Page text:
I grew up in Clybourne Park.
That seems like a strange thing to say, considering Clybourne Park is a fictional place created by playwright Lorraine Hansberry. Even so, the fact remains that my Chicago neighborhood, by all accounts, was Clybourne Park. Only, it was called South Shore.
I’ve always held Hansberry’s A Raisin in the Sun, close to my heart. Surprisingly, I’ve never seen it as a play. I was introduced to the Younger family by watching the movie version staring a powerful cast, which included Sidney Poitier as Walter Younger, a man desperately looking for the easiest way to make a fortune and his faithful, but in no way naive wife Ruth, played by Ruby Dee.
I never tire of watching this movie; for three reasons. First, it stars Sidney, nuff said. Second, the story is so gripping that, even though I know how it will end each time, I am compelled to see it to the end. Finally, aside from Hansberry’s story taking place in 1959 and life in South Shore for my family beginning ten years later, my story could easily be Hansberry’s story in A Raisin in the Sun.
I was seven years old when my parents traded in our 12th floor apartment in one of Chicago’s many graffiti-covered high-rise buildings commonly known as The Projects for a single-family, split-level home in the nearly all white, middle class neighborhood called South Shore. We were the first black family to own a home on our street. So, A Raisin in the Sun really resonates with me.
However, as fulfilling as Hansberry’s story is, I have always wanted more. I have always desired to know who lived in this imaginary white community called Clybourne Park, what were the people like and how did they ultimately adjust to the presence of a black family living so close? To put it more personally, did the Younger family’s experiences in their white neighborhood continue to mimic my own family’s or did our stories diverge?
Apparently, I am not the only one who has unanswered questions. Playwright Bruce Norris attempts to fill in the missing puzzle pieces to the story with his play Clybourne Park, currently showing at the Guthrie Theatre.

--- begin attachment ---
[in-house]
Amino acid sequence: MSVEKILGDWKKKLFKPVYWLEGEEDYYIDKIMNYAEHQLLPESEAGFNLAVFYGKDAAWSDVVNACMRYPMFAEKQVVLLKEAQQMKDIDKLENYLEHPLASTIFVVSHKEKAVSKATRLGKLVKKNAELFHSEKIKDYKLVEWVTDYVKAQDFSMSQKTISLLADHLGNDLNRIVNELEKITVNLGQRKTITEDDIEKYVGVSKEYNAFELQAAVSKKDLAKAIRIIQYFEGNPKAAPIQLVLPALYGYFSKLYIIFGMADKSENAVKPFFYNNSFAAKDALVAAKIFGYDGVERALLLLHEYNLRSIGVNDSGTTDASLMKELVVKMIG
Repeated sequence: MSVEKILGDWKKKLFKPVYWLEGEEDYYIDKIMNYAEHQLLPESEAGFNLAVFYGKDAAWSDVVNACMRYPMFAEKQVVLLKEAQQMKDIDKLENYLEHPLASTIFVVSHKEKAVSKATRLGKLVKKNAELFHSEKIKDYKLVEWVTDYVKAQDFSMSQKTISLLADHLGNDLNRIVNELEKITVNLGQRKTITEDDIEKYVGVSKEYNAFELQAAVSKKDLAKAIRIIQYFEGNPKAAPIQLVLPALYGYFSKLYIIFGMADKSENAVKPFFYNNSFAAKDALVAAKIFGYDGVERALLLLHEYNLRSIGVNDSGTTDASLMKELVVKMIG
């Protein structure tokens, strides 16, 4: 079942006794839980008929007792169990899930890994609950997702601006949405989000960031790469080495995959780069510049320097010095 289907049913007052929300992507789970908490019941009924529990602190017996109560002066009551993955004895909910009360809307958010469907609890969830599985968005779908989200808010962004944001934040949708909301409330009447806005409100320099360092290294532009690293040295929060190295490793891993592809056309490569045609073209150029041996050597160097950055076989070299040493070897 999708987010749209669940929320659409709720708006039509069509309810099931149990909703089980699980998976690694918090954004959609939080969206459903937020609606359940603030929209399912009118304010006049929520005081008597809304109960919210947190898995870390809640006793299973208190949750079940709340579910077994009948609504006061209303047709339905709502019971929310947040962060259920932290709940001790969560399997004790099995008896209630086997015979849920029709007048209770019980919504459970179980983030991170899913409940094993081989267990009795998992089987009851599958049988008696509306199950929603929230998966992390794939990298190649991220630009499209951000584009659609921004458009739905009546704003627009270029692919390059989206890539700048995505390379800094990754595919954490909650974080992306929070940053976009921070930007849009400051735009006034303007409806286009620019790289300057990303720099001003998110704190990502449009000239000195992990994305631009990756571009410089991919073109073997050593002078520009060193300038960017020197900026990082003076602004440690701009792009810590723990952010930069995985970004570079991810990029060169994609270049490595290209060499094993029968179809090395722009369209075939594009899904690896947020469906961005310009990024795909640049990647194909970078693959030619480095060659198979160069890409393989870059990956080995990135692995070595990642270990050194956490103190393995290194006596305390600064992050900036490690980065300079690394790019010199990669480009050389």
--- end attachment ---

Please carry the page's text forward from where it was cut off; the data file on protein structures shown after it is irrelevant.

Clybourne Park can be seen at the Guthrie Theater until August 4. For ticket information contact the Guthrie Ticket Office at 612.225.6238 or visit their website guthrietheater.org.
For our anniversary, hubby and I went to see the play. The tickets we a little spendy, but it was our anniversary, so we felt we were entitled to splurge. Besides, the Guthrie would never have survived 50 years unless it’s doing something right.
The play is divided in two acts; each act focusing on a specific time in history. The first act is the flip side to Hansberry’s 1959 story. Clybourne Park neighbors stand helpless as one of their own, one who participated in backyard barbecues, Rotary meetings and ski vacations, sells their home to a black family. As they begin to realize their community would no longer be insulated, accusations of betrayal are flung and those with resources begin making plans to move.
Did these things happen with the families in my childhood neighborhood? Judging by how quickly white flight occurred, I can only speculate that they did. Clybourne Park may be a fictional Chicago community, but as far as I’m concerned, Hansberry was writing about South Shore.
The second act takes place fifty years later in 2009. Clybourne Park is now predominantly black with the only whites remaining in the neighborhood those who don’t have the financial resources to move. Property values have plummeted and the same house the Younger family once proudly owned now sits empty and has fallen into disrepair. The main focus of the second act is the gentrification of the neighborhood as more and more white families buy cheap homes. Again, accusations of betrayal surface, although the reasons are different than before.
Here is where the stories about the fictional neighborhood and the real neighborhood split. South Shore, my Clybourne Park, has never gotten its second chance. The property values remain at an all time low, but no white knight is rushing in to save the day. Instead, neighbors live in fear while gangs control the community.
Regardless of the similarities with and differences from my own story, I found Clybourne Park to be quite an entertaining experience. The hilariously funny scenes helped to offset the gravity of the subject matter. The actors nearly all play dual roles, and give convincing performances. Even my husband, who has never seen A Raisin in the Sun, and grew up on a small farm in Indiana, enjoyed it immensely.
Before leaving the theatre, we stopped in the gift shop and were delighted to find a DVD of A Raisin in the Sun for purchase. I’m looking forward to watching it with again and watching my husband’s reaction as he sees it for the first time.